The UK operates a seven-year gift rule, which states that if an individual gives away an asset more than seven years before they pass away, it will be exempt from IHT. This can be one of the most effective ways to mitigate IHT, as making gifts during your lifetime can reduce the value of your estate and potentially reduce your IHT liability. However, if an individual gives away an asset within seven years of their death, the value of the asset will be included in their estate for IHT purposes.
If the individual were to pass away within 7 years of giving a gift, inheritance tax would be paid on a reducing scale. Gifts given up to 3 years prior to death are taxed at 40%, and gifts given between 3 and 7 years prior to death are taxed on a sliding scale known as ‘taper relief’.
The following gifts can be given in the 7 years prior to death without any IHT needing to be paid:
- Each year you can give up to £3,000 to anyone you like. You can also use the previous year’s exemption if you didn’t make use of it at the time. If, for example, your granddaughter was buying her first home, you and your spouse could potentially give her £12,000 for her deposit at once – assuming neither of you gave £3,000 away the previous year.
- If you have extra income that you don’t require, you can make regular gifts to others. It’s important that you keep a record of these.
- You can give your children up to £5,000 for their wedding and up to £2,500 to your grandchildren. Few people realise they can also give wedding gifts of up to £1,000 to others.
- Any donations made to charities or political parties are inheritance tax free, whether you give them in your lifetime or your will. This includes property, shares and land.
- You can reduce the rate of IHT for your whole estate to 36% by leaving at least 10% of your net estate to charity in your will.
Family Investment Company
Sometimes outright gifts to family members might not be appropriate. However, holding investments in a separate company – a ‘Family Investment Company’ (FIC) – might be a good alternative option.
An FIC enables you to benefit from lower tax rates on investment income and gains. The timing of tax liabilities on the distribution of funds to shareholders can also be managed.
To find out more about setting up a Family Investment Company and whether this could be the right option for you and your family, speak with one of our qualified advisers who will be glad to discuss this with you as part of an initial consultation.
Review your will
Regularly reviewing and updating your will can help to ensure that your assets are distributed in the most tax-efficient manner. You should consider writing a will that takes advantage of the nil-rate band and other reliefs and exemptions available to reduce your IHT liability.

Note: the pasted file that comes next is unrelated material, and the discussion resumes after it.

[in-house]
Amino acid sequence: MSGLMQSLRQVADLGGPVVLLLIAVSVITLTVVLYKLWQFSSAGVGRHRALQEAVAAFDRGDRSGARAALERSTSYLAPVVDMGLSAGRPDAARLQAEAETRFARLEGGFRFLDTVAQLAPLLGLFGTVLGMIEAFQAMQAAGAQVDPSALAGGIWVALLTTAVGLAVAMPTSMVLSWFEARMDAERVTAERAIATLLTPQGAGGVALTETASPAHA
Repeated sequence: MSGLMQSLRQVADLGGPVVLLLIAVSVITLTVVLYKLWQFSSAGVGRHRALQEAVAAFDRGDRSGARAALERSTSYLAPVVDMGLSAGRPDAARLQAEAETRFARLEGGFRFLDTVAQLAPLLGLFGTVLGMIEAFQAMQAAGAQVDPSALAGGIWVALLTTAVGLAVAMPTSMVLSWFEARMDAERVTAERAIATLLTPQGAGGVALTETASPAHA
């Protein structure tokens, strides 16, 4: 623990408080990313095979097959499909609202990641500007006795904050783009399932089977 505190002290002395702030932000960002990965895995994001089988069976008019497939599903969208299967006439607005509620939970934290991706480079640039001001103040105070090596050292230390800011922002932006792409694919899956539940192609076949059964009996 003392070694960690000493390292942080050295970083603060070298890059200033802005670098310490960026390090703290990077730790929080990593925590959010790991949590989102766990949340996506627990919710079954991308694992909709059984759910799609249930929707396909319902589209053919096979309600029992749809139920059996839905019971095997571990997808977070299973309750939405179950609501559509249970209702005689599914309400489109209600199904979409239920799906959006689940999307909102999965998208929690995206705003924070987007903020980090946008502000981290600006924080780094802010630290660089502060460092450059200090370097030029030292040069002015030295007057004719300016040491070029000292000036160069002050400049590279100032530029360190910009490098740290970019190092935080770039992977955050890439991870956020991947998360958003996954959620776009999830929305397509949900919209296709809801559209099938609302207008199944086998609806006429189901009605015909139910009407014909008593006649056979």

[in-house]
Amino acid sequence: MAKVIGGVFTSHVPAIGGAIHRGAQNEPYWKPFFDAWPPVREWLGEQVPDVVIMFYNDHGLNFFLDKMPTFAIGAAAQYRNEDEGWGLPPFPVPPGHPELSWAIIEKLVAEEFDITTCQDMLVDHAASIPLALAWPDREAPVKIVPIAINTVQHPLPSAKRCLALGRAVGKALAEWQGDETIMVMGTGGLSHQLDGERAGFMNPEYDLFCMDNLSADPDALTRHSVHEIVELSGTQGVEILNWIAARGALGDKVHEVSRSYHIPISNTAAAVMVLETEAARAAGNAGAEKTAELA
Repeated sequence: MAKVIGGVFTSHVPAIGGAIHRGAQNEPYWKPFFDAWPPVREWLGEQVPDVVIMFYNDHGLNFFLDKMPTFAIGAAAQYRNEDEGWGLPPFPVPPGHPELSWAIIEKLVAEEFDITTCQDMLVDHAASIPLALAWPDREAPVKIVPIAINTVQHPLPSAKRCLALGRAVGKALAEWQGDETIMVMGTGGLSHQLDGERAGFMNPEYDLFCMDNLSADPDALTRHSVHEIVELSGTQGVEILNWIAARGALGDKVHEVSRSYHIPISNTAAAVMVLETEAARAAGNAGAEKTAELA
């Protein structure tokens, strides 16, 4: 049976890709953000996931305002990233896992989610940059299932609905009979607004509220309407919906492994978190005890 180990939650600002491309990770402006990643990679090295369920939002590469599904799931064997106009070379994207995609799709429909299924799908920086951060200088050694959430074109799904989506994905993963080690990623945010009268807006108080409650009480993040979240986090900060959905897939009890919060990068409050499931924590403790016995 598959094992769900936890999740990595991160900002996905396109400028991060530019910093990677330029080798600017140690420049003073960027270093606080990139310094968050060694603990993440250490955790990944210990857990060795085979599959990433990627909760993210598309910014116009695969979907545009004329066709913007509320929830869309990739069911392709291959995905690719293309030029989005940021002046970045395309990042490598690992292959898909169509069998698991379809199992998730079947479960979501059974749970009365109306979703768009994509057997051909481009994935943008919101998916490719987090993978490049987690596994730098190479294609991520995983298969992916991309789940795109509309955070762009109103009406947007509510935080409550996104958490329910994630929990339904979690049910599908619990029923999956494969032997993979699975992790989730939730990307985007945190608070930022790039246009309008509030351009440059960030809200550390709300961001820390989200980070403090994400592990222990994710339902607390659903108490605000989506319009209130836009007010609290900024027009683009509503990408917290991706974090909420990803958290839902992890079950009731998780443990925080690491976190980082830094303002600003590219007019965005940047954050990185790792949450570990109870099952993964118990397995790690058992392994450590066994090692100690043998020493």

We can explain this in more detail and put you in touch with someone who can arrange this for you.
Preparation, planning and protecting your estate
When planning your estate, be sure to discuss your wishes with at least one family member or a close friend. You don’t need to tell them the exact value of your savings and investments. Instead, talk to them about where they can find important documents – and it could be helpful to put together a folder for them to access when you pass away.
This folder could include a summary of your financial information, such as bank statements and account details. It may also be worth giving some thought to whether you would potentially want to include personal information in this folder as well; such as photographs, mementos and notes on your funeral, detailing how you would like to be remembered.
And it’s important to remember that UK tax laws and regulations can be complex and may change over time, so it’s important that you seek professional advice from a qualified adviser and ensure that you continue to take the most efficient steps to protect your estate and mitigate your IHT liability.
Creating a lasting legacy
Few people enjoy talking about their own mortality, so it’s no wonder that estate planning is something that, for many people, results in anxiety and procrastination.
If the topic makes you uncomfortable, potentially think of it as a celebration of a life well lived, rather than a preparation for death. By getting your affairs in order and maximising the value of the assets that you pass on to your family, you can demonstrate the same forethought, care and diligence that you demonstrated throughout your life; helping your loved ones achieve their goals and creating a lasting legacy that has the potential to be remembered for generations.
To speak with one of our expert advisers about your estate and inheritance tax planning, please don’t hesitate to get in touch.